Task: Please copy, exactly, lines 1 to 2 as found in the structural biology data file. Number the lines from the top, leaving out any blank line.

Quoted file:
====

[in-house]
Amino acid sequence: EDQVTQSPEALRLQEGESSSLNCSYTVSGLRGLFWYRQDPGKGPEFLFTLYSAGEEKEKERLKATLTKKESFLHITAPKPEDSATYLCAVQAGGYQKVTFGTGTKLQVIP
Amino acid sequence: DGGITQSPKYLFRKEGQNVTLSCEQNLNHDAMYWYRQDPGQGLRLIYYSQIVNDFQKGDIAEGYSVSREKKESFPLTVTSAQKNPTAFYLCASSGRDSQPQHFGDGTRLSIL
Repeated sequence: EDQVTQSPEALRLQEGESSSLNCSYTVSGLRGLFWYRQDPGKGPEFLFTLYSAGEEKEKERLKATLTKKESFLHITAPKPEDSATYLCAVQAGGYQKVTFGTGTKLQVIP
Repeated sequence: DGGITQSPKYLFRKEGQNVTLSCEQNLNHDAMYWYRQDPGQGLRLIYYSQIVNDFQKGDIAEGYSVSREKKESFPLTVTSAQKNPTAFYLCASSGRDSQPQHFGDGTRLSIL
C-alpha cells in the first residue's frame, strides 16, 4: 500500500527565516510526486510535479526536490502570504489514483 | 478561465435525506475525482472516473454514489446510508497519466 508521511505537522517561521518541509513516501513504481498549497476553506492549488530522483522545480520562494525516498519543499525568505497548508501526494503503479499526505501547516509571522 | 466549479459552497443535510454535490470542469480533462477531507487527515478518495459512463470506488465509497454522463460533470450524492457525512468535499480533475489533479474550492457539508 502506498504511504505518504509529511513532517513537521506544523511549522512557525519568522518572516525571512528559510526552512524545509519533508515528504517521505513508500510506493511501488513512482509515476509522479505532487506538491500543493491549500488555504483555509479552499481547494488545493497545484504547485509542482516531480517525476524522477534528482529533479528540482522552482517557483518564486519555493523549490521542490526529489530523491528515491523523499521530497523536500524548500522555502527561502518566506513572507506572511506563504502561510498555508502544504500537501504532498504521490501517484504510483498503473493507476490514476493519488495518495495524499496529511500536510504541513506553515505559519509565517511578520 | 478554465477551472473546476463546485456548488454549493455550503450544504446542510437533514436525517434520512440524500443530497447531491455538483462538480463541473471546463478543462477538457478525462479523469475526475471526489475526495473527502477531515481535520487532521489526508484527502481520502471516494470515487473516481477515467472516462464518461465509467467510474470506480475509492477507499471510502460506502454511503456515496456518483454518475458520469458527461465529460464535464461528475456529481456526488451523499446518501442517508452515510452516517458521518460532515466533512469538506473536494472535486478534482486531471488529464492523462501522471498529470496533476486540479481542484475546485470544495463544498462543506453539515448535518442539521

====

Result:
[in-house]
Amino acid sequence: EDQVTQSPEALRLQEGESSSLNCSYTVSGLRGLFWYRQDPGKGPEFLFTLYSAGEEKEKERLKATLTKKESFLHITAPKPEDSATYLCAVQAGGYQKVTFGTGTKLQVIP